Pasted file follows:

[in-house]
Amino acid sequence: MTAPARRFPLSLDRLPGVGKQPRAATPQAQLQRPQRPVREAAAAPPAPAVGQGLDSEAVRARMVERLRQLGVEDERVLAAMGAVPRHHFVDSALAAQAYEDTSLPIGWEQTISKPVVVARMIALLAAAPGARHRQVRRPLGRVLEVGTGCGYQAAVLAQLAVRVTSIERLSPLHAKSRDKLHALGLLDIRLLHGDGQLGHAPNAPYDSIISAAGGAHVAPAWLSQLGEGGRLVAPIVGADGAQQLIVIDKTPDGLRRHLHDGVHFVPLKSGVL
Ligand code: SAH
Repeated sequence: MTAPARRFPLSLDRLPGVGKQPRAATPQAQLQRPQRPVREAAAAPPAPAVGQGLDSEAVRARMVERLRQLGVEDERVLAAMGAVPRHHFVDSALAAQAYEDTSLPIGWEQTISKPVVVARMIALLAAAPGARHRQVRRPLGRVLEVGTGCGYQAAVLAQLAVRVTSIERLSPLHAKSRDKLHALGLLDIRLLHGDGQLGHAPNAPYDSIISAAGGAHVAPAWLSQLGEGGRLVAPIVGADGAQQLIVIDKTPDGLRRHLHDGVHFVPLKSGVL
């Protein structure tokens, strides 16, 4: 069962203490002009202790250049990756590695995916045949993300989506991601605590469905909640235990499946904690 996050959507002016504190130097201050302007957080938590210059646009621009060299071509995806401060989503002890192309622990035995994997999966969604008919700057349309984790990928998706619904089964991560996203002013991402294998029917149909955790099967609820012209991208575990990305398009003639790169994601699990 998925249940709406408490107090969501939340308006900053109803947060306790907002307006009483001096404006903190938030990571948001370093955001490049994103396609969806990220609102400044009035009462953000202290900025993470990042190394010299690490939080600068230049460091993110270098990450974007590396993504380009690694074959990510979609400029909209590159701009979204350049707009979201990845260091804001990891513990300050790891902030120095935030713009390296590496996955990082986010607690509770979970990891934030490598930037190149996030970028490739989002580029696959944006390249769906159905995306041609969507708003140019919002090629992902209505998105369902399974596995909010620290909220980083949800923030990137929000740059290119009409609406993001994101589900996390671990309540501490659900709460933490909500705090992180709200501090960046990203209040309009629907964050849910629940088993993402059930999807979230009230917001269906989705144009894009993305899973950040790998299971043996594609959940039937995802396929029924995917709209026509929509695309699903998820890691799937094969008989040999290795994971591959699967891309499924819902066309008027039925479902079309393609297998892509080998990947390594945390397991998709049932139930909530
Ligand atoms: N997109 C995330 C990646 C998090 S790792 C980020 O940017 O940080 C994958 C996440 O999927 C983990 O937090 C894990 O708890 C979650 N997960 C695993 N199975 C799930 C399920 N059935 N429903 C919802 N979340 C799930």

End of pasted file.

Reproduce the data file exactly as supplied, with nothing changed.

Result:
[in-house]
Amino acid sequence: MTAPARRFPLSLDRLPGVGKQPRAATPQAQLQRPQRPVREAAAAPPAPAVGQGLDSEAVRARMVERLRQLGVEDERVLAAMGAVPRHHFVDSALAAQAYEDTSLPIGWEQTISKPVVVARMIALLAAAPGARHRQVRRPLGRVLEVGTGCGYQAAVLAQLAVRVTSIERLSPLHAKSRDKLHALGLLDIRLLHGDGQLGHAPNAPYDSIISAAGGAHVAPAWLSQLGEGGRLVAPIVGADGAQQLIVIDKTPDGLRRHLHDGVHFVPLKSGVL
Ligand code: SAH
Repeated sequence: MTAPARRFPLSLDRLPGVGKQPRAATPQAQLQRPQRPVREAAAAPPAPAVGQGLDSEAVRARMVERLRQLGVEDERVLAAMGAVPRHHFVDSALAAQAYEDTSLPIGWEQTISKPVVVARMIALLAAAPGARHRQVRRPLGRVLEVGTGCGYQAAVLAQLAVRVTSIERLSPLHAKSRDKLHALGLLDIRLLHGDGQLGHAPNAPYDSIISAAGGAHVAPAWLSQLGEGGRLVAPIVGADGAQQLIVIDKTPDGLRRHLHDGVHFVPLKSGVL
């Protein structure tokens, strides 16, 4: 069962203490002009202790250049990756590695995916045949993300989506991601605590469905909640235990499946904690 996050959507002016504190130097201050302007957080938590210059646009621009060299071509995806401060989503002890192309622990035995994997999966969604008919700057349309984790990928998706619904089964991560996203002013991402294998029917149909955790099967609820012209991208575990990305398009003639790169994601699990 998925249940709406408490107090969501939340308006900053109803947060306790907002307006009483001096404006903190938030990571948001370093955001490049994103396609969806990220609102400044009035009462953000202290900025993470990042190394010299690490939080600068230049460091993110270098990450974007590396993504380009690694074959990510979609400029909209590159701009979204350049707009979201990845260091804001990891513990300050790891902030120095935030713009390296590496996955990082986010607690509770979970990891934030490598930037190149996030970028490739989002580029696959944006390249769906159905995306041609969507708003140019919002090629992902209505998105369902399974596995909010620290909220980083949800923030990137929000740059290119009409609406993001994101589900996390671990309540501490659900709460933490909500705090992180709200501090960046990203209040309009629907964050849910629940088993993402059930999807979230009230917001269906989705144009894009993305899973950040790998299971043996594609959940039937995802396929029924995917709209026509929509695309699903998820890691799937094969008989040999290795994971591959699967891309499924819902066309008027039925479902079309393609297998892509080998990947390594945390397991998709049932139930909530
Ligand atoms: N997109 C995330 C990646 C998090 S790792 C980020 O940017 O940080 C994958 C996440 O999927 C983990 O937090 C894990 O708890 C979650 N997960 C695993 N199975 C799930 C399920 N059935 N429903 C919802 N979340 C799930």